In Memoriam

Benjamin F. Brown IV (1930–2011)

Richard Drake, March 2012

Benjamin F. Brown IVHistorian of Modern Italy

With the death of Benjamin F. Brown IV on November 28, 2011, the field of modern Italian history lost one of its premier researchers. He came to the study of Italian history by a circuitous path. Born in Temple, Texas, on June 24, 1930, he grew up in Waco, majored in English at Baylor University, and earned a Master's degree in Latin American Studies at the University of Colorado. While working for Bank of America in San Francisco, he enrolled in graduate courses at the University of California, Berkeley. He then transferred to Harvard University, where he studied with the eminent intellectual historian and Italianist, H. Stuart Hughes. For a PhD dissertation topic, he chose to write on Sidney Sonnino, Italy's foreign minister during World War I and at the Paris peace conference. A Fulbright grant enabled Brown to conduct his research in Italy.

Despite Sonnino's historical importance, little scholarly work had been done on him. His papers were assumed to have been lost or destroyed. Ben sought to reconstruct the life of this pivotal figure, on the basis of what he expected to be a fragmentary historical record. Following the completion of the dissertation, he began his teaching career, first at Sonoma State University in California and then at the University of Kansas. He continued to compile research for what he hoped would be a book on Sonnino.

While visiting the Sonnino family home in Montespertoli, Ben discovered 14 trunks in a back room. Upon opening them, he found the raw documentary material for a missing chapter in Italian history. The trunks contained Sonnino's long-lost official diplomatic correspondence, diaries, letters, and a profusion of his unpublished writings and speeches. This extraordinary find became the subject of front-page newspaper stories in Italy. The subsequent publication under Ben's direction of selected Sonnino documents and correspondence in eight volumes from 1972 to 1981 by the Laterza publishing house and the University of Kansas Press established his reputation as a leading authority on the history of modern Italy. Commenting on the significance of the Sonnino papers, the University of Florence historian Giorgio Spini declared that they would add immeasurably to an understanding of virtually every phase in the post-Risorgimento history of Italy down to the triumph of Fascism. The American Historical Association honored Ben in 1974 with the Howard Marraro Prize in Italian history. The Guggenheim Foundation awarded him a research fellowship in 1977.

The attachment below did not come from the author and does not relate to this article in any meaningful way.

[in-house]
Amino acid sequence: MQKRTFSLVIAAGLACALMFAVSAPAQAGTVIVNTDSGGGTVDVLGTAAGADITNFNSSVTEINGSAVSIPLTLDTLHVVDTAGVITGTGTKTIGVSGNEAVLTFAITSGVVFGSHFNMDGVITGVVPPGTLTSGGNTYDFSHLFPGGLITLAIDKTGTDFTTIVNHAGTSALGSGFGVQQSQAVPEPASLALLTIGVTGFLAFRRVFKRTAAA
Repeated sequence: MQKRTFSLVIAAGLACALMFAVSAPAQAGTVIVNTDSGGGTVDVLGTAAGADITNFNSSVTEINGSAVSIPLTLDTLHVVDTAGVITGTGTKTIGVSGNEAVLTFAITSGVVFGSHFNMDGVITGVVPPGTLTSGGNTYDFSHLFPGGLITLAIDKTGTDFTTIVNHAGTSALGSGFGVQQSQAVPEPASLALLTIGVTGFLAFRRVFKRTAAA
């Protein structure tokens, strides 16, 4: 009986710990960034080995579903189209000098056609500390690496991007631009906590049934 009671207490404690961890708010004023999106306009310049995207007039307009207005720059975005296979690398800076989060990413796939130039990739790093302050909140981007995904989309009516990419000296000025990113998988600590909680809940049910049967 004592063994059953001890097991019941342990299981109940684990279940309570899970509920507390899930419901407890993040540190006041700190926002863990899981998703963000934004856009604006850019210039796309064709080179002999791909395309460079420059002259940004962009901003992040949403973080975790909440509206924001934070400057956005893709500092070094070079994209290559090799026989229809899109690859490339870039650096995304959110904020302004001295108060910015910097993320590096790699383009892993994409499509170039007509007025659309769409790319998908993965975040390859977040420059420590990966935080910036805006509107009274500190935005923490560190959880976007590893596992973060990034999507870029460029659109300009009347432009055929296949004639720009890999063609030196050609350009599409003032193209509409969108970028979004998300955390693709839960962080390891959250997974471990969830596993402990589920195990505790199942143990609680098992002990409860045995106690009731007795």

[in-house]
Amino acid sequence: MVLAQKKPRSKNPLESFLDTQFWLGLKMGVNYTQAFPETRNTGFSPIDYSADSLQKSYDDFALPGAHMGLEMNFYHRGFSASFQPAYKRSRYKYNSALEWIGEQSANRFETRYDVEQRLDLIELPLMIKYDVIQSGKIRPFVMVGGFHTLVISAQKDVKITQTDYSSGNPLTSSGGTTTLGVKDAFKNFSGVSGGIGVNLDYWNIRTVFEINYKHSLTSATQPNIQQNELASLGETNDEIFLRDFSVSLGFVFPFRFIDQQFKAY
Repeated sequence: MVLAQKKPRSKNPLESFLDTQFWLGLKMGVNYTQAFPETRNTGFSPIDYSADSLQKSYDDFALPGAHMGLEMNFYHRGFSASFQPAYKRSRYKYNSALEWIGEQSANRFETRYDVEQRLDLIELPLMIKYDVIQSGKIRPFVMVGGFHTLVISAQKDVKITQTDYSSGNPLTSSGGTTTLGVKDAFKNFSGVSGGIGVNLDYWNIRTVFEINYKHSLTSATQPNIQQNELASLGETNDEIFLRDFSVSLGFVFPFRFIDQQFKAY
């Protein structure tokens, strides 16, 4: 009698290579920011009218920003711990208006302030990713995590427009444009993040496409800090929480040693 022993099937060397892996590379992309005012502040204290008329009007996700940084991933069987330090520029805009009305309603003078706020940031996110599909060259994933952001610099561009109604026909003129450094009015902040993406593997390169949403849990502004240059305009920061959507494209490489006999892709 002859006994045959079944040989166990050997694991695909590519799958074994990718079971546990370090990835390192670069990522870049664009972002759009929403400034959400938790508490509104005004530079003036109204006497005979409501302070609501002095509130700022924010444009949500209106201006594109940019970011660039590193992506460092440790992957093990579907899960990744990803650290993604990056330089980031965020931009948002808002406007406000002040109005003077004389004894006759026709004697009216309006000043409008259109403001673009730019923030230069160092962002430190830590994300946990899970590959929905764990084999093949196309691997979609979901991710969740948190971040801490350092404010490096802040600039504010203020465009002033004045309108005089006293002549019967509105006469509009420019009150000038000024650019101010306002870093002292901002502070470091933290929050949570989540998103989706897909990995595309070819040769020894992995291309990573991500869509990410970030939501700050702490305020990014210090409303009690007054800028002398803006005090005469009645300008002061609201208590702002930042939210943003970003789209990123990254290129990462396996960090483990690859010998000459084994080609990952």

Though an award-winning researcher and an effective teacher of the caustically ironical type, he decided to leave the academic world. The battles that had to be fought over the Sonnino papers project left him feeling the need for a career change. Following the Guggenheim fellowship year, he joined the Directorate of Intelligence at the Central Intelligence Agency, first as a scholar-in-residence and then as senior political analyst. He focused his attention initially on Southern Europe and later on Latin America. His gift for languages and fascination with travel found a ready outlet in the work that he did for the CIA. He retired from this second career when his wife, Clara Lovett—also an accomplished historian of Italy—accepted the position of president at Northern Arizona University in Flagstaff. After her retirement from the presidency, they moved to Phoenix. Ben became a trustee of the Phoenix Symphony Orchestra and actively involved himself in many other civic and cultural affairs. He and Clara recently had begun to live part of the year in the East. He died peacefully at their home in Chevy Chase, Maryland.

Through all of the many phases in his career Ben remained deeply interested in education. He gave generously of his knowledge to other scholars, participated actively in fund-raising, and helped to support students with scholarships at the University of Colorado, Boulder, and at the Graduate School of Management in Glendale, Arizona. The Sidney Sonnino archive at Montespertoli stands as a monument to Ben's indefatigable energy and resourcefulness as a scholar. The books of documents that he saw through to publication are a contribution of permanent value to historical knowledge. He leaves his wife, family members in Texas, and many friends. Those left behind grieve for the loss of this large-hearted, learned, and adventurous man.

—Richard Drake
University of Montana